Samantha David is a freelance journalist and writes for various publications including BBC Online, the Sunday Times, the FT, Living France, everything France, and France Magazine

Samantha David, writer

Miscellaneous Animals - articles by Samantha David


Teaching Tricks to Old Dogs?


I love dogs. I can't imagine living without a dog or two bouncing around my knees. In fact, I'd feel positively peculiar if I could walk without tripping over a furry friend.

Tessa was the first, a black Labrador cross who came to live with me when I was a student. Then there was Casper, a Red Setter who used to explore Bloomsbury with me late at night; and Sandy, the Spaniel who used to spend most of her time sleeping in the middle of the road - and now there's Dolly Mix, a small white fluffy Bichon.

All of them were rescue dogs, all of them were adult when they moved in with me, and two of them were positively creaking with old age. Lovely.

Of course there are plenty of people ready to tell me I'm nuts. "Get a puppy!" they say. "Why do you keep on adopting wheezy OAP dogs? What's wrong with a nice little puppy?"

But I don't fancy puppies. Wriggly, widdly things, all soft and hot. I love old dogs, sturdy, stolid animals with understanding eyes and a good line in jokes:

Q: How did I sleep last night?

A: Ruff!

I'd recommend them to anyone. You know where you are with an old dog. They don't turn out to have been fathered by a Great Dane. They don't grow up to be inexplicably ugly, they don't develop training difficulties; they certainly don't puddle everywhere and chew the place to pieces. They don't whine all night, demanding to sleep in your bed. No, with an old dog what you see is precisely what you get.

This makes choosing them easy. Fleas, worms, cuts, bruises, badly groomed coat, underweight, overweight, dirty, smelly, none of these matter to me in a prospective dog. They are all relatively simple to fix. Bad temper is something else. So I always go for dogs who look me in the eye, who let me pat them and who listen when I speak.

Puppies are so cute that it's impossible to judge their temperament as adults. An aggressive puppy can so easily be mistaken for playful, and how do you know whether the little boy at the back is shy or so incurably nervous that you'll need professional help to persuade him out from behind the sofa?

Bringing up a puppy isn't easy. They need toilet training, jabs, lead-training, socialising, car-training, amusing, cuddling and... lots more training. They need almost as much care as a human baby and lots of them don't really settle down until they've got a year under each leg.

When you take on an old dog they're house-trained, they're calm, they've had their shots, bitches have often already been sterilised. They fit into your life seamlessly.

Take my lovely Sandy. Now she was a star. A beautiful dog, she was 10 or 11 when she came to us and although she was a bit depressed to start with, within weeks she was trotting about at my heels and going off for walks with the kids.

She was totally trustworthy with chickens, with cats, with sheep, with children. In fact, when my friend's son was bitten and he began to develop a phobia about dogs, it was Sandy who sat beside him all afternoon, wafting her tail about and panting gently.

It was Sandy who nudged his hand, asking for a pat; it was Sandy who rolled onto her back so that he could tickle her tummy. And by the end of that long, hot, sleepy afternoon, it was Sandy who had patiently convinced him that not all dogs are vicious gangsters.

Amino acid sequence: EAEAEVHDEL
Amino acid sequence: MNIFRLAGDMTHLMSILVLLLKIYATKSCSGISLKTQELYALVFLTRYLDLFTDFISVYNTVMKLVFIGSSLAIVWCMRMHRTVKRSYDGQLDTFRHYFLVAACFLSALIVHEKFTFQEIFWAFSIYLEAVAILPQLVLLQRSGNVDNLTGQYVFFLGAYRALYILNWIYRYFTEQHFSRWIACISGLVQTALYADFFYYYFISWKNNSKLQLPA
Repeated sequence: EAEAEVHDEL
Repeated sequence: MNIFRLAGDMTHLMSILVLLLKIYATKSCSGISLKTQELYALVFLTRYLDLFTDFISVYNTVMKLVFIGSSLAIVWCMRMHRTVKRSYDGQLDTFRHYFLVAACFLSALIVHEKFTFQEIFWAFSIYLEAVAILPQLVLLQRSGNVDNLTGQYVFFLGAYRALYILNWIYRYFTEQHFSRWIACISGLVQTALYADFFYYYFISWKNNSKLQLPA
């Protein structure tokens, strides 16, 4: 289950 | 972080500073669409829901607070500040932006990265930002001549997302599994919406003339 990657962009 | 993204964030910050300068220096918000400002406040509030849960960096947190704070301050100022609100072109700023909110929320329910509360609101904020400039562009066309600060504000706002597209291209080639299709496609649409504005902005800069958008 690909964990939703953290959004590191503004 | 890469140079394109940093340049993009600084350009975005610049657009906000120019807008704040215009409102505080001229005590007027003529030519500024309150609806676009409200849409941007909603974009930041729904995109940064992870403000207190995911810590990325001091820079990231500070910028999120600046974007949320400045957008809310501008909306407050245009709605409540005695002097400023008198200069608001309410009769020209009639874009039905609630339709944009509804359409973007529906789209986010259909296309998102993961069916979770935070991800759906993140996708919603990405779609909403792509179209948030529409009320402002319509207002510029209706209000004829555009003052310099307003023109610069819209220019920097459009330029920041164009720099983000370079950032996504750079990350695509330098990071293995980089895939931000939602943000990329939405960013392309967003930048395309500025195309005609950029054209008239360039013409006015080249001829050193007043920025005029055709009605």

And now here's Dolly, who has already clocked up 8 years and doesn't like to get her dainty little paws wet. So after only a week of living with us, she has persuaded my 6-yr old to push her about in the dolls' pram. The perfect pet.

Of course, she's old as dogs go. No, we aren't likely to have her with us for more than 4-5 years. Yes, she's slowing down. She needs shorter walks and she sleeps all day while the kids are at school - which suits me fine.

She adores cuddles, she likes to be brushed, she's cool with the cats, she eats like a bird. In fact, she's a typical old dog. Calm, easy and absolutely no problem.

Walking old dogs is a piece of cake; they don't pull your arm off at the shoulder, they don't bomb off the minute you let them off the lead, they don't pick quarrels, they don't dash under the wheels of buses.

They potter along with their tails up and their noses down, snuffling about looking for good smells and old bones. They say a polite hello to other dogs and then get back to the serious business of checking under every bush.

They keep an eye on what you're doing and when enough is enough, they're grateful to hop back into the car. With old dogs, you aren't left standing on an empty hillside holding a lead in one hand, bleating "Fi-do!" as your ungrateful, over-excited so-called companion animal vanishes into the distance.

And home again, I love the way old dogs have their own ideas. You can see them cogitating, their thoughts revolving as slowly as Pooh Bear's... and then they stand up and gaze at you.

"What?" you ask.

"Ten o clock!" they say, "Time for a Little Something, don't you think?"

Old dogs learn where the dog biscuits are kept and know precisely how to look thin and starving at biccie-time. They also know that there's no point in nagging when you're on the phone.

Old Labradors fetch their leads and their bowls, old Spaniels will get you up in the morning for walkies, and old poodles will still sometimes walk on their back legs if they think there's a chance of beef trimmings when you're cooking.

They say you can't teach an old dog new tricks. So what? You don't need to.




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